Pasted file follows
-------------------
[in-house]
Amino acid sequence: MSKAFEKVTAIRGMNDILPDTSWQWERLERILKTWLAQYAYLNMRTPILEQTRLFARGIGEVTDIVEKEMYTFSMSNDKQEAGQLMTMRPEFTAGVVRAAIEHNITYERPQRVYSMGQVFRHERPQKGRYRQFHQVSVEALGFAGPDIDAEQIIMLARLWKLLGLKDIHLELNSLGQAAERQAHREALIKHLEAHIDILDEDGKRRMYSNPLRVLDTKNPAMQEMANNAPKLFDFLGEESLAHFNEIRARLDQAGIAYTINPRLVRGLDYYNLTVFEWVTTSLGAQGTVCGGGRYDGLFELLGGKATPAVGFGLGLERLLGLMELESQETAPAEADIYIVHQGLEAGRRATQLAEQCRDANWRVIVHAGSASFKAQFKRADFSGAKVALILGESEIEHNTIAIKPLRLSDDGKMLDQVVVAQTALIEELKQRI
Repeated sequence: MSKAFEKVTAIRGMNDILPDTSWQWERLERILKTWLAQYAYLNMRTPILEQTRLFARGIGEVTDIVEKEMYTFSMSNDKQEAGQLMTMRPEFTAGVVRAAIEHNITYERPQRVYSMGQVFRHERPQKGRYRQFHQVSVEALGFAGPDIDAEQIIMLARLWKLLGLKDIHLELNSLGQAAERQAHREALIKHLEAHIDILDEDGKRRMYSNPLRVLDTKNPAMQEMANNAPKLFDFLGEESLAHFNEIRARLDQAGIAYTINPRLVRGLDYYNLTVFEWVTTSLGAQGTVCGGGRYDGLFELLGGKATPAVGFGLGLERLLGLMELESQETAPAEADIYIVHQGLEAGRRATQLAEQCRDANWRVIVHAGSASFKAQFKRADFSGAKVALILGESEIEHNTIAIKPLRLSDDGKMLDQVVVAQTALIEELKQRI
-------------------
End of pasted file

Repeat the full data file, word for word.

[in-house]
Amino acid sequence: MSKAFEKVTAIRGMNDILPDTSWQWERLERILKTWLAQYAYLNMRTPILEQTRLFARGIGEVTDIVEKEMYTFSMSNDKQEAGQLMTMRPEFTAGVVRAAIEHNITYERPQRVYSMGQVFRHERPQKGRYRQFHQVSVEALGFAGPDIDAEQIIMLARLWKLLGLKDIHLELNSLGQAAERQAHREALIKHLEAHIDILDEDGKRRMYSNPLRVLDTKNPAMQEMANNAPKLFDFLGEESLAHFNEIRARLDQAGIAYTINPRLVRGLDYYNLTVFEWVTTSLGAQGTVCGGGRYDGLFELLGGKATPAVGFGLGLERLLGLMELESQETAPAEADIYIVHQGLEAGRRATQLAEQCRDANWRVIVHAGSASFKAQFKRADFSGAKVALILGESEIEHNTIAIKPLRLSDDGKMLDQVVVAQTALIEELKQRI
Repeated sequence: MSKAFEKVTAIRGMNDILPDTSWQWERLERILKTWLAQYAYLNMRTPILEQTRLFARGIGEVTDIVEKEMYTFSMSNDKQEAGQLMTMRPEFTAGVVRAAIEHNITYERPQRVYSMGQVFRHERPQKGRYRQFHQVSVEALGFAGPDIDAEQIIMLARLWKLLGLKDIHLELNSLGQAAERQAHREALIKHLEAHIDILDEDGKRRMYSNPLRVLDTKNPAMQEMANNAPKLFDFLGEESLAHFNEIRARLDQAGIAYTINPRLVRGLDYYNLTVFEWVTTSLGAQGTVCGGGRYDGLFELLGGKATPAVGFGLGLERLLGLMELESQETAPAEADIYIVHQGLEAGRRATQLAEQCRDANWRVIVHAGSASFKAQFKRADFSGAKVALILGESEIEHNTIAIKPLRLSDDGKMLDQVVVAQTALIEELKQRI